The Baroness, like her two-packmate Lady Jaye, comes with gear recycling from a previous release of the character. (“Two-packmate” is now a term, BTW.) However, possibly befitting her “social status”, this particular version of Anastasia DeCobray borrows from now one but two previous versions of, well, herself. The included kit is a combo of what was packaged with Baroness v12 and the Rise of Cobra “Attack on the Pit” Baroness. As a result, the figure is packaged with items that it cannot make full use of! Included with the Baroness are the following items:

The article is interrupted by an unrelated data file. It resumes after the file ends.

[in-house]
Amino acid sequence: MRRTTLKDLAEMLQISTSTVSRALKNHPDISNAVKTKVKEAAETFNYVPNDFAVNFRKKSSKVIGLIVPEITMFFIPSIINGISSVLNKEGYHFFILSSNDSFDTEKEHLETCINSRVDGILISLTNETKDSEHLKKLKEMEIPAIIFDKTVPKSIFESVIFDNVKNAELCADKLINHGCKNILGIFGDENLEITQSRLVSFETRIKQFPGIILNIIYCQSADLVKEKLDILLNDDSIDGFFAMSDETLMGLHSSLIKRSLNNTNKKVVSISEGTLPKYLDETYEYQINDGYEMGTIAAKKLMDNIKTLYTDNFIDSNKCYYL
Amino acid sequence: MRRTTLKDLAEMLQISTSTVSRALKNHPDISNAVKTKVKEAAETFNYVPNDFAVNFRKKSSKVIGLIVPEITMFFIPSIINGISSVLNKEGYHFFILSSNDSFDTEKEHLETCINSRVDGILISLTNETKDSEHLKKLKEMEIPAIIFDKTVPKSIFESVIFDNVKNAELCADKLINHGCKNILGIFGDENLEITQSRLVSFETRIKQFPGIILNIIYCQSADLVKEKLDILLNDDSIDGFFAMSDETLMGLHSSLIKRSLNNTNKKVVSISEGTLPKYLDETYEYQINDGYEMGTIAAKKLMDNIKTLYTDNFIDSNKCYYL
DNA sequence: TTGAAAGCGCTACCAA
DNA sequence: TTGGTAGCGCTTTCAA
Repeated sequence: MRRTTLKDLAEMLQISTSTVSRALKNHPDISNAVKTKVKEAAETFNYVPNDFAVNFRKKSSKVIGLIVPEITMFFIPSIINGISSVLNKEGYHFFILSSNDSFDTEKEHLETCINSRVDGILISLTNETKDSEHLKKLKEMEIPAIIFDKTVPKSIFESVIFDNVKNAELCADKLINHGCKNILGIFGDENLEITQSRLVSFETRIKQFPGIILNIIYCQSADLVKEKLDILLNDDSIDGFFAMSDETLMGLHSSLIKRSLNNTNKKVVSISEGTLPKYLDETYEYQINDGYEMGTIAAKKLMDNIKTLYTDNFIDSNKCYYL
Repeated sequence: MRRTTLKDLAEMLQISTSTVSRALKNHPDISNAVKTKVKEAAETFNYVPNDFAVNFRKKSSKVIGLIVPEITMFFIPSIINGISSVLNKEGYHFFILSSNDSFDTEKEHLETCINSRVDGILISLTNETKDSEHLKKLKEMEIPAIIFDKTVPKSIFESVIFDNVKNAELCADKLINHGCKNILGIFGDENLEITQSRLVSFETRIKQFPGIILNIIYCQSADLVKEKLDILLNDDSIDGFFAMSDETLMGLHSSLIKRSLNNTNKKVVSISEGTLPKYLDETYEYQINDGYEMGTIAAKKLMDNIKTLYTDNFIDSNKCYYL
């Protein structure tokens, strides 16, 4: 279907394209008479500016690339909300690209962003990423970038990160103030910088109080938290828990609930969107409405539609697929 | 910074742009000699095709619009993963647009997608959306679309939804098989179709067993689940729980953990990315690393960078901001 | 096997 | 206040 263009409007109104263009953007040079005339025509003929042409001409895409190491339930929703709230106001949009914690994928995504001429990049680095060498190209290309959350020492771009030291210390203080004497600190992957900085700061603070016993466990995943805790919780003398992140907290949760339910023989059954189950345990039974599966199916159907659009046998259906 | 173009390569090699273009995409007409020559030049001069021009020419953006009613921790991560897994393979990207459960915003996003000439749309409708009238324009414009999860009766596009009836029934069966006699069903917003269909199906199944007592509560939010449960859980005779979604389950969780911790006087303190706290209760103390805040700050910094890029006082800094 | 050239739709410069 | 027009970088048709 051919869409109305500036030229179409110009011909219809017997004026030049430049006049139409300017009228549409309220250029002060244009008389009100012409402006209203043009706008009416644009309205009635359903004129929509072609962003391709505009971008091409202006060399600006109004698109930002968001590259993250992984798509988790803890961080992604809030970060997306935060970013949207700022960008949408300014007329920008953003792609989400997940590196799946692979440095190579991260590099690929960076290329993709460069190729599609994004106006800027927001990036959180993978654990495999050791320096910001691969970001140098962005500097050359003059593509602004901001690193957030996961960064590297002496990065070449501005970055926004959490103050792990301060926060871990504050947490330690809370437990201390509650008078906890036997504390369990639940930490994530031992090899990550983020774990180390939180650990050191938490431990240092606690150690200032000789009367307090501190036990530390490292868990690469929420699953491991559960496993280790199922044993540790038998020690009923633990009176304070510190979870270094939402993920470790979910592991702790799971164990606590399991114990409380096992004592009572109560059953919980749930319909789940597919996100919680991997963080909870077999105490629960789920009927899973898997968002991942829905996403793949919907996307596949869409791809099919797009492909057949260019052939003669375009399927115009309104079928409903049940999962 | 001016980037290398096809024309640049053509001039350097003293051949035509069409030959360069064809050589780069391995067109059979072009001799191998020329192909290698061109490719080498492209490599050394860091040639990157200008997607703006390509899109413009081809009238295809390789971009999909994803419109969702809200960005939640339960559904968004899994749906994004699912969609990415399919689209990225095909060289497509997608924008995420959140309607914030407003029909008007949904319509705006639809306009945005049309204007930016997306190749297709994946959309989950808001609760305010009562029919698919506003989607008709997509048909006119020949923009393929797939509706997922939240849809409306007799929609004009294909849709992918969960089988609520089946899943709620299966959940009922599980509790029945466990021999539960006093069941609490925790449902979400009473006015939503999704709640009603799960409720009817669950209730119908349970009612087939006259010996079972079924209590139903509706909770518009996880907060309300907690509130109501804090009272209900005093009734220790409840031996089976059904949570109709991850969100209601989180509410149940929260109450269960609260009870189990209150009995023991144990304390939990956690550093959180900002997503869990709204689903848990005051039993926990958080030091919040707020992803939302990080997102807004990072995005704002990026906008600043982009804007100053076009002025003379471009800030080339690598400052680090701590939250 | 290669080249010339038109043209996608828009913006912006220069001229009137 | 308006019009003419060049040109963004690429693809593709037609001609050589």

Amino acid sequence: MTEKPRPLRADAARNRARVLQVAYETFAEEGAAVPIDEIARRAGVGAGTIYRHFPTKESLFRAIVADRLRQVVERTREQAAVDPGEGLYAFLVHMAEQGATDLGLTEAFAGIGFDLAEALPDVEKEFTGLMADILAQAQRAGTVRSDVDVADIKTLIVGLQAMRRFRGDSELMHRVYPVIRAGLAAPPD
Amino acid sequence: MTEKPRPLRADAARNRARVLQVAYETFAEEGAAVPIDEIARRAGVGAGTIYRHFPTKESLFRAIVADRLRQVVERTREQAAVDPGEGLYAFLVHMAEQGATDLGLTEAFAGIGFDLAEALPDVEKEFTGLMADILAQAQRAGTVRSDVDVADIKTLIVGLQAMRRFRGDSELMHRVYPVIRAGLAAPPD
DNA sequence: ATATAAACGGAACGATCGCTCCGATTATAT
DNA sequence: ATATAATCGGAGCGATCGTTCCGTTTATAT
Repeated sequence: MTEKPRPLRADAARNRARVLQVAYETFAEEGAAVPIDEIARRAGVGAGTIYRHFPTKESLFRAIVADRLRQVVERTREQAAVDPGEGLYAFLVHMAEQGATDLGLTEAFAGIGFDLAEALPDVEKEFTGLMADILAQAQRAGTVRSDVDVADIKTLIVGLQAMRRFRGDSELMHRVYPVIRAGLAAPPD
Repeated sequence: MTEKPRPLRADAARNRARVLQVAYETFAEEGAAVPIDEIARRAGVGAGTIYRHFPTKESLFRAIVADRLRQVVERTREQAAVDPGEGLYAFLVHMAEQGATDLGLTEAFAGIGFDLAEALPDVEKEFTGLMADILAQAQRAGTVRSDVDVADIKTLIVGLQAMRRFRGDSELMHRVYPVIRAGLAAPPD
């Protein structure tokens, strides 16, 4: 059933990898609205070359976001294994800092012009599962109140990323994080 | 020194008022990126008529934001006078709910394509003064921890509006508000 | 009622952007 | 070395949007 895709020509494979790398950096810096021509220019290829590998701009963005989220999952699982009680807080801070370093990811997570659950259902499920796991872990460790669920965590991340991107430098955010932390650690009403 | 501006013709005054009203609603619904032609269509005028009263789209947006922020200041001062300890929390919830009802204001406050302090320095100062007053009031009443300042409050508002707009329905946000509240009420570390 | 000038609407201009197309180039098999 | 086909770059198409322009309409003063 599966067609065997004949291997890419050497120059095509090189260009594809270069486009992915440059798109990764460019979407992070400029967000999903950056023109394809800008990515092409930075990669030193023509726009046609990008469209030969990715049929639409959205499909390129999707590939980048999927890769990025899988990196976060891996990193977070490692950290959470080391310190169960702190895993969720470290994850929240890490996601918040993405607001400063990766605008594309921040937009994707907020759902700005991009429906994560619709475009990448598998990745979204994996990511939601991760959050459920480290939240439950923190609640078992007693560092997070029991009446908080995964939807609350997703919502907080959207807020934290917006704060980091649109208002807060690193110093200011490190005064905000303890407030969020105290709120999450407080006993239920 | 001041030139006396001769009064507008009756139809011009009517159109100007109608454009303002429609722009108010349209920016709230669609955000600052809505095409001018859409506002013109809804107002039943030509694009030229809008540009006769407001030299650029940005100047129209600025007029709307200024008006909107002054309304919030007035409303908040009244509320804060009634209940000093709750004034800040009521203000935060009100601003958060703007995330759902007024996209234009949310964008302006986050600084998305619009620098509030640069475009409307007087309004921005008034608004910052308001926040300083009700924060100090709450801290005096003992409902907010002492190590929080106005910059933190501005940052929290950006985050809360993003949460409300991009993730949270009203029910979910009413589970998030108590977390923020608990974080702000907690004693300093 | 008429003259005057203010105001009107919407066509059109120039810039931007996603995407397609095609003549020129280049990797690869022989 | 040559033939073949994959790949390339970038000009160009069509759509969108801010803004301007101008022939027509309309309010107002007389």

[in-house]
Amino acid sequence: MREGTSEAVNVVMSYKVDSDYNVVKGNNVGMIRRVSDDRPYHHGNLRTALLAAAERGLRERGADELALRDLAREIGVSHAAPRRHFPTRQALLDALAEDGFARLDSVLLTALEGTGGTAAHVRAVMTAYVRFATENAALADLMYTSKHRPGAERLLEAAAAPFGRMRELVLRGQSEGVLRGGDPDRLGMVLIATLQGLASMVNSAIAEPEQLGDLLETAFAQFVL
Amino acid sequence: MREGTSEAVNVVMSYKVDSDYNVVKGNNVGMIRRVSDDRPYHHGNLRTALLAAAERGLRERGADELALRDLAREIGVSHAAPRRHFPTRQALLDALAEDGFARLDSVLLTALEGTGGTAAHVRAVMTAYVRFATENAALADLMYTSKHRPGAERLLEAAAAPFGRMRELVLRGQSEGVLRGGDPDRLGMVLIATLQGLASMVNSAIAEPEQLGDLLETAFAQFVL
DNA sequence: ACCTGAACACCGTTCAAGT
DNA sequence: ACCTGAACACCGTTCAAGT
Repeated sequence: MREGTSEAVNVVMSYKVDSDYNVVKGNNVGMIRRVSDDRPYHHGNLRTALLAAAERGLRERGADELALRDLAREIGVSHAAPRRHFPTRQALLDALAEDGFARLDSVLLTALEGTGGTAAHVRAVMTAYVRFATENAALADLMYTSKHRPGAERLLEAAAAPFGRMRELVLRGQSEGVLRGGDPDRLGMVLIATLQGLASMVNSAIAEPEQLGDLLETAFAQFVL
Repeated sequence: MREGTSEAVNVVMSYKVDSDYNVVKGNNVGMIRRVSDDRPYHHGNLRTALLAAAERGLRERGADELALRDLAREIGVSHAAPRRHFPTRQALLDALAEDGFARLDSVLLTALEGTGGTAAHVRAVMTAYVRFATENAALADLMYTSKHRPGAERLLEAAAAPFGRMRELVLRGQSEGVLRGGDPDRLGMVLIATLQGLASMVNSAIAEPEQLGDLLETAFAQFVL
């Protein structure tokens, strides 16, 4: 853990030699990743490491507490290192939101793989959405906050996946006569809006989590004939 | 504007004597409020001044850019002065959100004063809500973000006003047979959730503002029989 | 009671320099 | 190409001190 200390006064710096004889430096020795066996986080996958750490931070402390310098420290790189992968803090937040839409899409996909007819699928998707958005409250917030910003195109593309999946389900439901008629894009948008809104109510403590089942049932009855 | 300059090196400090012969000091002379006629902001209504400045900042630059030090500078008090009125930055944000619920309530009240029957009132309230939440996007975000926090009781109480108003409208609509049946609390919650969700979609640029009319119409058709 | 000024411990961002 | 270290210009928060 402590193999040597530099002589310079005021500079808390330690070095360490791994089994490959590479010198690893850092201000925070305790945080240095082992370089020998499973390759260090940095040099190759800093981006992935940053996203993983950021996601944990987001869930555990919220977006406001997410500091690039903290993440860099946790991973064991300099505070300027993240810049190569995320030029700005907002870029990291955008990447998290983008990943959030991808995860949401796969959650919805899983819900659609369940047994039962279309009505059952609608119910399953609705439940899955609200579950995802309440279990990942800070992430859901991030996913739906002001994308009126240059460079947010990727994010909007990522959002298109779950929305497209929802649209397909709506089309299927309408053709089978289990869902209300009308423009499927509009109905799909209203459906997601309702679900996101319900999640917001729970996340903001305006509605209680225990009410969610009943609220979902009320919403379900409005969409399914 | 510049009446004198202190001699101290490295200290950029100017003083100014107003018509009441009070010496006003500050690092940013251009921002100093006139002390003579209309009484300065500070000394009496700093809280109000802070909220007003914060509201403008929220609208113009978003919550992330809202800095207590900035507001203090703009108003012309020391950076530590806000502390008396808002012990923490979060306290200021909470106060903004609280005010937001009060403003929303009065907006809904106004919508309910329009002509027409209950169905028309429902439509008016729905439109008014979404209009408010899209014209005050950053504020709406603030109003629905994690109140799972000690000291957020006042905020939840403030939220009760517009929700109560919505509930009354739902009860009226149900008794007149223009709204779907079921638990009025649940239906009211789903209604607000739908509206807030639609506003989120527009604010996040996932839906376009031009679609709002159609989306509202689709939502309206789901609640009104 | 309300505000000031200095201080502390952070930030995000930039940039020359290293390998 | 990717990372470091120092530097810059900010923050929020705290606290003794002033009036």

This might seem like a decent assortment of gear save for a few small details. First off, the pistols are sculpted with posts that are designed to plug into ports on the figure’s legs—except that those ports aren’t present in this mold. Secondly, the grappling hook was designed to work with the RoC Cobra Gunship—except that there isn’t one in the 50th collection. Even better, the footpegs on the platform are too small to work with the peg holes in her boots. However, at least she’s got that snazzy briefcase, right? The one that’s designed to hold… the nano-mite warheads that aren’t part of the 50th Anniversary collection. See a pattern here? Once again it’s as if whomever was tasked with putting this assortment together simply looked at previous figures and said “I’ll take what she came with.” Sure, the Baroness can still hold the pistols but the posts on the grips look odd when they’re not plugged into the RoC Baroness’ legs. The suitcase fits well in her hand but it doesn’t come with what it was designed to hold. At the end of the day she’s got a functional assault rifle and a grappling hook with a lift platform that just seems—well, odd without the RoC Gunship. In all honesty, the kit just feels phoned in—and the Baroness deserves better than that.